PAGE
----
Stanford University journalism professor and former New York Times foreign policy correspondent Joel Brinkley has written a commendable article in the San Francisco Chronicle questioning Princeton University professor emeritus of international law Richard Falk's role as special representative of the U.N. Human Rights Council. Falk is charged with investigating alleged Israeli human rights abuses against the Palestinians or, in other words, drumming up false charges against Israel on behalf of a "human rights council" that includes the Organization of the Islamic Conference, among other unsavory participants. As Brinkley puts it:
The Human Rights Council is already an embarrassment to the United Nations. Certainly reasonable people can criticize Israel, just as they can find fault with the Palestinians. But the council's pathological obsession with Israel is its defining characteristic, and Falk is its embodiment.
Falk, as Brinkley notes, has another compromising characteristic: he's a 9/11 conspiracy theorist who believes the Bush administration perpetrated the attacks. Falk went so far as to write the preface to conspiracy author David Ray Griffin's 2004 book, The New Pearl Harbor: Disturbing Questions About the Bush Administration and 9/11, as well as a chapter in Griffin's 2006 book, 9/11 and American Empire: Intellectuals Speak Out.
Considering all this, Brinkley is absolutely right to condemn Falk's presence on the U.N. Human Rights Council. However, he undermines his own credibility with the first sentence in his conclusion (emphasis added):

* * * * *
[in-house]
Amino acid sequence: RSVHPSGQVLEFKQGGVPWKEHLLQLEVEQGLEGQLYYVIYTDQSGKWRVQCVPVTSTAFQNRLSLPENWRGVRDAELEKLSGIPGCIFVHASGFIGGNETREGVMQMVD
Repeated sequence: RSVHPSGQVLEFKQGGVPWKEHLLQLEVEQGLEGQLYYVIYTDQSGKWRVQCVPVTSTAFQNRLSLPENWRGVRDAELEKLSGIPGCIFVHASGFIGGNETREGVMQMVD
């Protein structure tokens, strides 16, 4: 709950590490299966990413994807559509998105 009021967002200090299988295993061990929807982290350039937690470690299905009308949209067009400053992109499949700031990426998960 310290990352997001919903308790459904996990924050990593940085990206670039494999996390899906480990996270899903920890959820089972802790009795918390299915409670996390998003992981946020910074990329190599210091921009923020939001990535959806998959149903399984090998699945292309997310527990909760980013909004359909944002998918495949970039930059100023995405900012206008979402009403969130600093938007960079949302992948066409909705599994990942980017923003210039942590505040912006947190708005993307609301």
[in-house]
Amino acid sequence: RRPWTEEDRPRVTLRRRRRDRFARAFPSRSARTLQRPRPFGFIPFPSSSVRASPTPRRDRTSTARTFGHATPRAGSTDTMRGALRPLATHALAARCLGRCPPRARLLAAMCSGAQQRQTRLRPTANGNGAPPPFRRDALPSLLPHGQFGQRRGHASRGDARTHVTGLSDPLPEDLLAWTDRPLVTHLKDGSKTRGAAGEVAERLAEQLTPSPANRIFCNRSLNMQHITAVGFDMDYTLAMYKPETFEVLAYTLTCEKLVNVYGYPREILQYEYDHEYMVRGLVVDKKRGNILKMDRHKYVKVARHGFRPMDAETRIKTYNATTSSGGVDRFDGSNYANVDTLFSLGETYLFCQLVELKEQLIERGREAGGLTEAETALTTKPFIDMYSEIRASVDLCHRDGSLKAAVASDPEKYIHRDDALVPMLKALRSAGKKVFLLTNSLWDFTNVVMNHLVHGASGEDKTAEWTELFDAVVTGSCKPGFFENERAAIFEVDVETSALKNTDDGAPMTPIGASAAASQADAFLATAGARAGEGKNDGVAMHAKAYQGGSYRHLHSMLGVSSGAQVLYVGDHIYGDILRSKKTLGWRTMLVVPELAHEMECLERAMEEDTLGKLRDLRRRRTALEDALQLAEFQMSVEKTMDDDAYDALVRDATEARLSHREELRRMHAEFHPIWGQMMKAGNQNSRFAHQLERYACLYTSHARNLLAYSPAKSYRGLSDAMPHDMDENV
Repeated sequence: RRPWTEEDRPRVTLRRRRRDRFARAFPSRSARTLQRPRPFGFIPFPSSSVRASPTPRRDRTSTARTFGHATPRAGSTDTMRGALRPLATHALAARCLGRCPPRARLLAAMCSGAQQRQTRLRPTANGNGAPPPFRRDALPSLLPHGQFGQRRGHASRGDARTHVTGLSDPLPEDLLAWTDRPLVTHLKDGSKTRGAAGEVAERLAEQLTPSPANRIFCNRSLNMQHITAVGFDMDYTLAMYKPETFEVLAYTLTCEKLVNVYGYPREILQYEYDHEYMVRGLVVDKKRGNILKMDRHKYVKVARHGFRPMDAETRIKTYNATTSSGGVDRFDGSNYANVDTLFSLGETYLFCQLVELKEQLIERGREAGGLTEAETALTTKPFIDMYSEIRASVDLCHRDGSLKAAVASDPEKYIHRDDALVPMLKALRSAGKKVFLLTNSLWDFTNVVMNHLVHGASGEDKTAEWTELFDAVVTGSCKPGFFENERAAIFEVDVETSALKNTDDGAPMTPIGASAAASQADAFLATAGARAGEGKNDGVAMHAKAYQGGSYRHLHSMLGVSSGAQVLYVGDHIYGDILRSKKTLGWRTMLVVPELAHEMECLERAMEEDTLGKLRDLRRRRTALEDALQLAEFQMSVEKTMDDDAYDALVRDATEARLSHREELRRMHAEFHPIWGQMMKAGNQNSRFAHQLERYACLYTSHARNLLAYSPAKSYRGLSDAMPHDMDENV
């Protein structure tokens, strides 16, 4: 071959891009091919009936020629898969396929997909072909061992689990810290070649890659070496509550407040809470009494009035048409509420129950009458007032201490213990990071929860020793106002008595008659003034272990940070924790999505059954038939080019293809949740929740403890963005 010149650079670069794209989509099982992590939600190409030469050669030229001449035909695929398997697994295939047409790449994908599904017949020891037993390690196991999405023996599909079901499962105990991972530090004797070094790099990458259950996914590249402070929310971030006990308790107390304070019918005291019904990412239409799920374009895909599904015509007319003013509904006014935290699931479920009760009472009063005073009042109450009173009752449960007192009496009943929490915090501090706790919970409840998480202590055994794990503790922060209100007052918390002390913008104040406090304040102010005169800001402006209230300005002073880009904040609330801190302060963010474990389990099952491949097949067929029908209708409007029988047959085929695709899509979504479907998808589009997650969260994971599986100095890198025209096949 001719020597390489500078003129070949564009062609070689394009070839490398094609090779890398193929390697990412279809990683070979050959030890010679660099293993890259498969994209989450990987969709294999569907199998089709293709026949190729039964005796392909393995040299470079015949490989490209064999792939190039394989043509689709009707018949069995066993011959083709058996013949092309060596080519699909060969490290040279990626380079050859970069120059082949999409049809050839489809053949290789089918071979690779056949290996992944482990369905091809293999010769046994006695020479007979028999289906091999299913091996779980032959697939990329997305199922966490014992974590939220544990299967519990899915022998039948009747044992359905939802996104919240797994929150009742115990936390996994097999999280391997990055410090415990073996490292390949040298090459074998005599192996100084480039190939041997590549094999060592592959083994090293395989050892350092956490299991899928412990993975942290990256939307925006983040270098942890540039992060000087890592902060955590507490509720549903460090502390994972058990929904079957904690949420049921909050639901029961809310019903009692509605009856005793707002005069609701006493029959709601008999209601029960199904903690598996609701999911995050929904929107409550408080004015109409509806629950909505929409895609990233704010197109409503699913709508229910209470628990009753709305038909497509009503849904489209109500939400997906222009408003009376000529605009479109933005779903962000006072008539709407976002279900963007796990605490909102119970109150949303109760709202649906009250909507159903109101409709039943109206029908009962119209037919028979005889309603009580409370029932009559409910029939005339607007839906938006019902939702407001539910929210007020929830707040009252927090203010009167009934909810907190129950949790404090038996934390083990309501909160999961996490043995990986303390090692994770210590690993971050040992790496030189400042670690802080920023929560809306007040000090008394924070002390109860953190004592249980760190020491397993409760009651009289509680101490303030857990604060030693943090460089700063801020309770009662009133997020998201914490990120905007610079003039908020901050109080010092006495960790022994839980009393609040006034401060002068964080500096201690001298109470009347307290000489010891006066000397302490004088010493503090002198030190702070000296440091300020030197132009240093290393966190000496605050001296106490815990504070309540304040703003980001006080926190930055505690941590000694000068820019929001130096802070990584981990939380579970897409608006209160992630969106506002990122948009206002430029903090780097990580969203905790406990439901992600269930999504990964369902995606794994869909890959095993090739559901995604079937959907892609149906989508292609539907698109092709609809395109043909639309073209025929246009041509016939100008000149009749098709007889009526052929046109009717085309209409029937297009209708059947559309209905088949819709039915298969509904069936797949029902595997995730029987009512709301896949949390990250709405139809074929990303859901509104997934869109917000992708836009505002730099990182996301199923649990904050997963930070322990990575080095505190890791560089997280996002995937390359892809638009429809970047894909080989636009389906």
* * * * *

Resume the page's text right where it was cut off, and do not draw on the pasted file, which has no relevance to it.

I wouldn't have cared that an academic wrote the foreword several years ago for a book that is the conspiracy advocates' bible. But I do care that the man whose job now is to help the Islamic states pursue their vendetta against Israel also believes that the U.S. government is capable of such unspeakable evil. What does that tell you about his frame of mind for his United Nations job?
It's difficult to understand how Brinkley, who earlier in his article accurately describes 9/11 conspiracy theories as "fringe stuff" and compares its adherents to "people who used to think that Neil Armstrong didn't really land on the moon 40 years ago," could so casually dismiss Falk's contribution to such a book. He seems to be concerned about Falk peddling conspiracy theories only inasmuch as it affects his U.N. appointment, not his position in academia.
But shouldn't we apply the same standards to employment in academia as we do to all other fields? Furthermore, shouldn't we expect more from those charged with educating the next generation?
These are questions Brinkley, himself a professor at a distinguished university, would do well to consider.